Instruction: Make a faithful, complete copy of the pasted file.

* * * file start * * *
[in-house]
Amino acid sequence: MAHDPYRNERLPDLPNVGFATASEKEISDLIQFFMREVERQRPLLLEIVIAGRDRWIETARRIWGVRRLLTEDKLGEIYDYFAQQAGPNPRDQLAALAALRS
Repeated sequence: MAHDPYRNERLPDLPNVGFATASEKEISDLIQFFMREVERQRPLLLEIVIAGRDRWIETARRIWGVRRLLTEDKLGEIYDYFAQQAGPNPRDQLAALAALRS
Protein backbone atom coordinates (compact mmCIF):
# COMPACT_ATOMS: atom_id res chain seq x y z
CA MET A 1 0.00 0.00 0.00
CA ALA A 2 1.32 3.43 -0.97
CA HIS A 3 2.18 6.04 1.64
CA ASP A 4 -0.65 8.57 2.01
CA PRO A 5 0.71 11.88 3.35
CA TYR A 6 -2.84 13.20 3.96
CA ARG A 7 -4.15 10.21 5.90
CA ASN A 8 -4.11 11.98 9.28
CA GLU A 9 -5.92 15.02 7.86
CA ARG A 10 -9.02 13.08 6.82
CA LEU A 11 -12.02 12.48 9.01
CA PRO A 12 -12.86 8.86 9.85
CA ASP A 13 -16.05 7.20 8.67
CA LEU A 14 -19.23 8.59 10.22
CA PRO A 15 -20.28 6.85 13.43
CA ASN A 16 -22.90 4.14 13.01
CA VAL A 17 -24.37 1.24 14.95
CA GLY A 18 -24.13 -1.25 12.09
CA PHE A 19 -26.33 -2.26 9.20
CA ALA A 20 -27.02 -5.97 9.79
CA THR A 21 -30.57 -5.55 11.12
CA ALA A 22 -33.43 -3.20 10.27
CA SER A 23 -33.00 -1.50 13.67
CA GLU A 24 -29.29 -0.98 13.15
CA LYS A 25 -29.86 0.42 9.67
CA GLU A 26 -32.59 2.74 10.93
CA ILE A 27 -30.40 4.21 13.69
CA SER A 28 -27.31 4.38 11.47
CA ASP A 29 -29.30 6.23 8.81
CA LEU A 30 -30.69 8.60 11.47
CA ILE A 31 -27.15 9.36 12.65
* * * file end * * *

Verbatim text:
[in-house]
Amino acid sequence: MAHDPYRNERLPDLPNVGFATASEKEISDLIQFFMREVERQRPLLLEIVIAGRDRWIETARRIWGVRRLLTEDKLGEIYDYFAQQAGPNPRDQLAALAALRS
Repeated sequence: MAHDPYRNERLPDLPNVGFATASEKEISDLIQFFMREVERQRPLLLEIVIAGRDRWIETARRIWGVRRLLTEDKLGEIYDYFAQQAGPNPRDQLAALAALRS
Protein backbone atom coordinates (compact mmCIF):
# COMPACT_ATOMS: atom_id res chain seq x y z
CA MET A 1 0.00 0.00 0.00
CA ALA A 2 1.32 3.43 -0.97
CA HIS A 3 2.18 6.04 1.64
CA ASP A 4 -0.65 8.57 2.01
CA PRO A 5 0.71 11.88 3.35
CA TYR A 6 -2.84 13.20 3.96
CA ARG A 7 -4.15 10.21 5.90
CA ASN A 8 -4.11 11.98 9.28
CA GLU A 9 -5.92 15.02 7.86
CA ARG A 10 -9.02 13.08 6.82
CA LEU A 11 -12.02 12.48 9.01
CA PRO A 12 -12.86 8.86 9.85
CA ASP A 13 -16.05 7.20 8.67
CA LEU A 14 -19.23 8.59 10.22
CA PRO A 15 -20.28 6.85 13.43
CA ASN A 16 -22.90 4.14 13.01
CA VAL A 17 -24.37 1.24 14.95
CA GLY A 18 -24.13 -1.25 12.09
CA PHE A 19 -26.33 -2.26 9.20
CA ALA A 20 -27.02 -5.97 9.79
CA THR A 21 -30.57 -5.55 11.12
CA ALA A 22 -33.43 -3.20 10.27
CA SER A 23 -33.00 -1.50 13.67
CA GLU A 24 -29.29 -0.98 13.15
CA LYS A 25 -29.86 0.42 9.67
CA GLU A 26 -32.59 2.74 10.93
CA ILE A 27 -30.40 4.21 13.69
CA SER A 28 -27.31 4.38 11.47
CA ASP A 29 -29.30 6.23 8.81
CA LEU A 30 -30.69 8.60 11.47
CA ILE A 31 -27.15 9.36 12.65